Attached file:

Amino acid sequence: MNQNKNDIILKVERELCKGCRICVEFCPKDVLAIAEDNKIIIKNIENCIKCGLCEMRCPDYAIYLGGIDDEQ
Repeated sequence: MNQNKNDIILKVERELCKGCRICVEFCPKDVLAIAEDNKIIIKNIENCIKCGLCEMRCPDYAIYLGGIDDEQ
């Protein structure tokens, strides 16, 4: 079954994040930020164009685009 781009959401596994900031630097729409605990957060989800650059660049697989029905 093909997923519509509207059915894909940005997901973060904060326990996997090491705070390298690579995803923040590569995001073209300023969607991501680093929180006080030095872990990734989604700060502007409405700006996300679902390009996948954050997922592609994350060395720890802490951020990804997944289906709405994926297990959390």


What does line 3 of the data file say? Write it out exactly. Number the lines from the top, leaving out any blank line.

């Protein structure tokens, strides 16, 4: 079954994040930020164009685009 781009959401596994900031630097729409605990957060989800650059660049697989029905 093909997923519509509207059915894909940005997901973060904060326990996997090491705070390298690579995803923040590569995001073209300023969607991501680093929180006080030095872990990734989604700060502007409405700006996300679902390009996948954050997922592609994350060395720890802490951020990804997944289906709405994926297990959390």